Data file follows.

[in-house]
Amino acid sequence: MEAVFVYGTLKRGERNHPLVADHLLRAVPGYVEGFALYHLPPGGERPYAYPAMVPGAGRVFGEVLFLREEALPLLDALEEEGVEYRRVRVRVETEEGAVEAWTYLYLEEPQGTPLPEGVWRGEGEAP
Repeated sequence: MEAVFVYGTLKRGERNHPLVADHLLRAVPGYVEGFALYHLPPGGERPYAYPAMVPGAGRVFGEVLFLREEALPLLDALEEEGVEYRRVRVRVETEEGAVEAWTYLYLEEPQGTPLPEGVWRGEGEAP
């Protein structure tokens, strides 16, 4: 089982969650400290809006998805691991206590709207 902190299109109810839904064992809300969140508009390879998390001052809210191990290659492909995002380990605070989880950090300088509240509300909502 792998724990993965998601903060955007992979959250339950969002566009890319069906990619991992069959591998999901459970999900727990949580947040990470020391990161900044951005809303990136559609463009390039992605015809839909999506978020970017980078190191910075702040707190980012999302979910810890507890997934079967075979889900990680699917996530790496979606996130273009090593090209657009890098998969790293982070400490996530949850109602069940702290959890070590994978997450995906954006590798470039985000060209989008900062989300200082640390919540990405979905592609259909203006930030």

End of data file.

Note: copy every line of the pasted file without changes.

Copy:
[in-house]
Amino acid sequence: MEAVFVYGTLKRGERNHPLVADHLLRAVPGYVEGFALYHLPPGGERPYAYPAMVPGAGRVFGEVLFLREEALPLLDALEEEGVEYRRVRVRVETEEGAVEAWTYLYLEEPQGTPLPEGVWRGEGEAP
Repeated sequence: MEAVFVYGTLKRGERNHPLVADHLLRAVPGYVEGFALYHLPPGGERPYAYPAMVPGAGRVFGEVLFLREEALPLLDALEEEGVEYRRVRVRVETEEGAVEAWTYLYLEEPQGTPLPEGVWRGEGEAP
């Protein structure tokens, strides 16, 4: 089982969650400290809006998805691991206590709207 902190299109109810839904064992809300969140508009390879998390001052809210191990290659492909995002380990605070989880950090300088509240509300909502 792998724990993965998601903060955007992979959250339950969002566009890319069906990619991992069959591998999901459970999900727990949580947040990470020391990161900044951005809303990136559609463009390039992605015809839909999506978020970017980078190191910075702040707190980012999302979910810890507890997934079967075979889900990680699917996530790496979606996130273009090593090209657009890098998969790293982070400490996530949850109602069940702290959890070590994978997450995906954006590798470039985000060209989008900062989300200082640390919540990405979905592609259909203006930030």